man cycling around the town

Men’s Health Week: Sweating, Cycling and Staying Active

During this years Men’s Health Week, we’d like to feature a guy whose life epitomizes the importance of practicing good health habits. Starting with getting a good night’s sleep and staying active, Rick Truttmann, CEO Alli’s Dad, will be our featured “wicked sleeper” this month. Make sure to read our other blogs on men’s health and the importance of better sleep and exercise and sleep on health.
Practicing good health has been important to Rick his entire life. When he was younger, he and his brothers were outside constantly, playing baseball, football, and wrestling all around the neighborhood. It came as no surprise that a he landed a collegiate athletic scholarship to continue his pursuits in both football and wrestling.
When asked about his training in and for college, Rick mentions two things that were very important to staying in shape and being successful, “No smoking and leaving everything you’ve got out on that field.” Clearly this was a mantra that worked for Mr. Truttmann. He has been inducted into his college’s Athletic Hall of Fame and still has numerous unbroken records in football.
As a now 64 year old, soon to be retired businessman, Rick stays fit on two wheels. “When you grow up playing sports, especially contact sports, your body takes a beating.” Rick turned to cycling many years ago when his shoulders and knees began to show wear and tear. Now, it’s a part of his daily practice of good health.
Cycling has been shown to not only stimulate the body physiologically, but it’s great for mental toughness, drive, and provides an opportunity to be social. Whether it’s on his Peloton e-riding alongside of his friends in China or attending events like the one last weekend in Wisconsin where he was sporting his Wicked Sheets jersey, Rick has committed to cycling as a regular part of his practice. For him, it’s always Men’s Health Week!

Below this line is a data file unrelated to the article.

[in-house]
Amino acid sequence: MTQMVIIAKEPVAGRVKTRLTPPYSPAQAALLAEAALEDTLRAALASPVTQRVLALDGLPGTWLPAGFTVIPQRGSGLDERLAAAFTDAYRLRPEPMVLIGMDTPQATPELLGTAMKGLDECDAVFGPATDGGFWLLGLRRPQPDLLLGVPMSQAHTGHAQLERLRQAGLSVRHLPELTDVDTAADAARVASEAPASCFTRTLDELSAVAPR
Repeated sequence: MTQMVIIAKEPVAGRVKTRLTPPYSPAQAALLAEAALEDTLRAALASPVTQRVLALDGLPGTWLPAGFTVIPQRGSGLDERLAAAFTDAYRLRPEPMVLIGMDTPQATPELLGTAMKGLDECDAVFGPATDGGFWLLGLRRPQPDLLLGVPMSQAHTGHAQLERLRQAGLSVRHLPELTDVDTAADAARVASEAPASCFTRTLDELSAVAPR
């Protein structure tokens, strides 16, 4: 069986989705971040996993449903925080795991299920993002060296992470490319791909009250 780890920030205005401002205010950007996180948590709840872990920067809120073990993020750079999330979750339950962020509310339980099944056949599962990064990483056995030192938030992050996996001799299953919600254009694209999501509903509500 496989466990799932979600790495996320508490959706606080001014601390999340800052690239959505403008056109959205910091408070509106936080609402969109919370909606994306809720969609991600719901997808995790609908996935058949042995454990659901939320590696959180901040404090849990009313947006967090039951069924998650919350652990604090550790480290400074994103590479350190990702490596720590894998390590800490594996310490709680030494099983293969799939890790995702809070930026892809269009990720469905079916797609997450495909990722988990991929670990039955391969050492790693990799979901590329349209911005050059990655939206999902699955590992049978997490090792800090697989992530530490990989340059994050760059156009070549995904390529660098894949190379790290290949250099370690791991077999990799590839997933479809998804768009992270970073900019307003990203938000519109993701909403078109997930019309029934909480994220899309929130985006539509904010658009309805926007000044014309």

In a final note, when asked what makes riding particularly challenging, Rick commented on the importance of a good night’s sleep. “On long rides, like last weekend [the Trek 100], I have a routine. Arrive the day before early enough to get a solid dinner that won’t weigh you down. Lots of water. And in bed by 9pm. If you don’t get enough sleep before a long ride like that, your legs give out so much faster. And when your legs go, you’re left to rely on your head. Poor sleep leads to memory issues, fogginess, and just an overall sluggishness. Since sleeping on Wicked Sheets, I know that when my metabolism kicks in during the night and I start to sweat, I won’t wake up to the discomfort of wet bedding.”
He also mentioned, “The jersey is a great conversation starter when riders come up alongside you…’What does ‘sleep wicked’ mean?’ I always get a good laugh and end up making a friend out of it.
No matter how you choose to stay healthy — Men’s Health Week is a great way to begin examining the ways you get moving, get sweaty and work on being more fit!
Sleep well, sleep wicked.
1 reply
  1. Sarah Cummings says:

    I also believe in the power of good sleep. It can definitely give us the better mindset for the upcoming activities throughout the day! Great post guys!👍👍👍

    Reply

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